Date of Award
Master of Science (MS)
Arthur Hefti, April Harkins
Denture-induced stomatitis is prevalent among prosthesis users, particularly the elderly and institutionalized where it has been estimated to be present in over 60-65% of denture wearers. Treatment of this clinical condition is problematic due to incomplete disinfection of the acrylic surface and rapid microbial re-colonization. Moreover, ingestion or aspiration of pathogens in denture plaque exposes the elderly and immunocompromised to unexpected infections.
Acrylic polymers have generally been used to replace missing teeth and periodontal tissues in edentulous or partially dentate patients. Currently, edentulous adults in the US population are common, with complete edentulism greater than 41% among Americans aged 65 and older. Poly (methyl methacrylate) [PMMA] is the most commonly used denture base material, and satisfies most esthetic, physical and mechanical criteria for an intra-oral prosthesis. However, the absence of ionic charge may inhibit the selective adsorption of salivary antimicrobials which could provide a more protective pellicle coat.
Salivary antimicrobials such as defensins and histatins are cationic peptides, which are strongly adsorbed onto the tooth surface by electrostatic interaction. Absence of an ionic surface on PMMA not only minimizes the adsorption of defense molecules on denture surfaces, attractive London-van der Waals forces actually facilitate adherence of Candida albicans and other microorganisms. This is a prerequisite for denture biofilm formation and subsequent denture stomatitis.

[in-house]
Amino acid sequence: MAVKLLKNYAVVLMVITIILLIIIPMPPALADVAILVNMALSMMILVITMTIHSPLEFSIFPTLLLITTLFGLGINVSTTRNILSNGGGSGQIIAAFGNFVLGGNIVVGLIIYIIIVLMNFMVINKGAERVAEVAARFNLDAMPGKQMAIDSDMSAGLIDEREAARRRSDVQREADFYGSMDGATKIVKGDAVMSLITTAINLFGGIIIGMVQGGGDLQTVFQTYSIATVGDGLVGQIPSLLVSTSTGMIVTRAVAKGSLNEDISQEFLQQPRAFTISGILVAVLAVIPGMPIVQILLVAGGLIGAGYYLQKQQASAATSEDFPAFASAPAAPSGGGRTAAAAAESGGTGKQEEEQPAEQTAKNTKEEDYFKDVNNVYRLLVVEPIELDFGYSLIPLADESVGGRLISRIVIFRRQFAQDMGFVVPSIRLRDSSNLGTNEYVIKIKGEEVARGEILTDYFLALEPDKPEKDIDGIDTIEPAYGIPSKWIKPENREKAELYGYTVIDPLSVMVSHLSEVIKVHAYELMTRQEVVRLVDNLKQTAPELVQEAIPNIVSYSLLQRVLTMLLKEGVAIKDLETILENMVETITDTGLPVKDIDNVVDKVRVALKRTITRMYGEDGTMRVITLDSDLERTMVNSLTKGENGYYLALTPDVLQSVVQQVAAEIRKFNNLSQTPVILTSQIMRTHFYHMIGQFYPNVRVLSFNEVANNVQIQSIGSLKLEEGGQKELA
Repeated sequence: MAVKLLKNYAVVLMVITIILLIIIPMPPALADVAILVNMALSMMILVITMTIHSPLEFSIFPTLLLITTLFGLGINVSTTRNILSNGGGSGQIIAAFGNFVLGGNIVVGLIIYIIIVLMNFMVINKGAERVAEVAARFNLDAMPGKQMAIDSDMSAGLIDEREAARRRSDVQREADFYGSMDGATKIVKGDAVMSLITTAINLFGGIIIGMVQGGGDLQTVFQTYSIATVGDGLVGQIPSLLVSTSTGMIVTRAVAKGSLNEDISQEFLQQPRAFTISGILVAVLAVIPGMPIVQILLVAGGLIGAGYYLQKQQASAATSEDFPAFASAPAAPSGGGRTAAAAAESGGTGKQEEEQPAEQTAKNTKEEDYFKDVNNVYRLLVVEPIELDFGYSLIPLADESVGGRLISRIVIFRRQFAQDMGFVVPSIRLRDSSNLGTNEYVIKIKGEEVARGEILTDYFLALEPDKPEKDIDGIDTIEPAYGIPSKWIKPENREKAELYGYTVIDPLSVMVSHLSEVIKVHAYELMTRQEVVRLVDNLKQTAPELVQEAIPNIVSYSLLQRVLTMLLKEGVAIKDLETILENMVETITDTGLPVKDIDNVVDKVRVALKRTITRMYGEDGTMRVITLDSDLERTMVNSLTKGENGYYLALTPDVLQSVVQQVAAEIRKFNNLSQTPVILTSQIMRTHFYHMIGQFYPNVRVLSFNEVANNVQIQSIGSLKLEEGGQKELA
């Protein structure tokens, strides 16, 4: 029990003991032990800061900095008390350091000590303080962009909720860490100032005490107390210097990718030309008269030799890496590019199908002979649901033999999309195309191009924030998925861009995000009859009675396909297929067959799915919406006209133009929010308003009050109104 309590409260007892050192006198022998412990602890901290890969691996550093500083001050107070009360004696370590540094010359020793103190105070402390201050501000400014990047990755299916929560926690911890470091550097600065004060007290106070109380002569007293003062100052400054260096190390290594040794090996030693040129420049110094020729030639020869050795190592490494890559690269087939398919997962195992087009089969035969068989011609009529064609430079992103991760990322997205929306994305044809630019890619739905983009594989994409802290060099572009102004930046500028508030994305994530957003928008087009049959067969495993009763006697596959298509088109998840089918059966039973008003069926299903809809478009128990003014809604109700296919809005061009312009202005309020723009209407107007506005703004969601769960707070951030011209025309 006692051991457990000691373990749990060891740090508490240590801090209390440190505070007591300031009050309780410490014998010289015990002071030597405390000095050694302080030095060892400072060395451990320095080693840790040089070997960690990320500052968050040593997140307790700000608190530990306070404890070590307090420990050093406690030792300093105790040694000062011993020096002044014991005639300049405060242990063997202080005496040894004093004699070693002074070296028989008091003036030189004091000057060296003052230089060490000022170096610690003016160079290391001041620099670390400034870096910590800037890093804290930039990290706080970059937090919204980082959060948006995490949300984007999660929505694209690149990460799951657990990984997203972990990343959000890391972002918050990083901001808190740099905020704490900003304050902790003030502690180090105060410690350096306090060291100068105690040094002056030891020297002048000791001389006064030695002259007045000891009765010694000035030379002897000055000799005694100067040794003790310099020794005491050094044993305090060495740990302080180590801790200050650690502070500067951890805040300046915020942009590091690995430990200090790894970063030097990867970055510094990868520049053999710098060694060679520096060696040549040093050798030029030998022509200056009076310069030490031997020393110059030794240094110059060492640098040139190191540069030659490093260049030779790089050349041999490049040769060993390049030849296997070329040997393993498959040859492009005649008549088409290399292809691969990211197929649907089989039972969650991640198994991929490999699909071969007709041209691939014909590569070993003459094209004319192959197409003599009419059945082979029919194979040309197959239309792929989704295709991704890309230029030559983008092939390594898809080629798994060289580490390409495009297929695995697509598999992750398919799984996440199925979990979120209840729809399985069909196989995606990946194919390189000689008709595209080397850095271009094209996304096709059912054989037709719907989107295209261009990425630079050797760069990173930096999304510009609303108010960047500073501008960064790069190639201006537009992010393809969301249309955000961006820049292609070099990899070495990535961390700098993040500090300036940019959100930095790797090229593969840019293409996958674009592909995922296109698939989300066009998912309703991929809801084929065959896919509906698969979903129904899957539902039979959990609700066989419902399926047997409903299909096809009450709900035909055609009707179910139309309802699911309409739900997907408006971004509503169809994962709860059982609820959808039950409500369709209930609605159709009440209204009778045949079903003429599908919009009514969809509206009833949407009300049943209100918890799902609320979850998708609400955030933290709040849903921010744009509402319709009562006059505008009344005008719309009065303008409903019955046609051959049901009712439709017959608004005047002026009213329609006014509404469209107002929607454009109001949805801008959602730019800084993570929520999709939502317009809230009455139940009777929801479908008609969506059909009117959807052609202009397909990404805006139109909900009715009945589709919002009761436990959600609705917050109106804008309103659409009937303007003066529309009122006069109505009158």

The goal of this research project is to assess the ability of phosphated polymers to inhibit C. albicans adhesion and biofilm formation, in the hope of preventing denture-induced stomatitis. The novel denture-base polymers incorporate a charge through bead suspension polymerization with poly (methyl methacrylate) [PMMA] and a phosphate containing monomer. Other groups have also been looking to alter denture base surfaces using other techniques.
The possible effects of this project include a new generation of denture-base polymers with great potential for clinical and commercial application in a large population of denture and oral prosthesis users.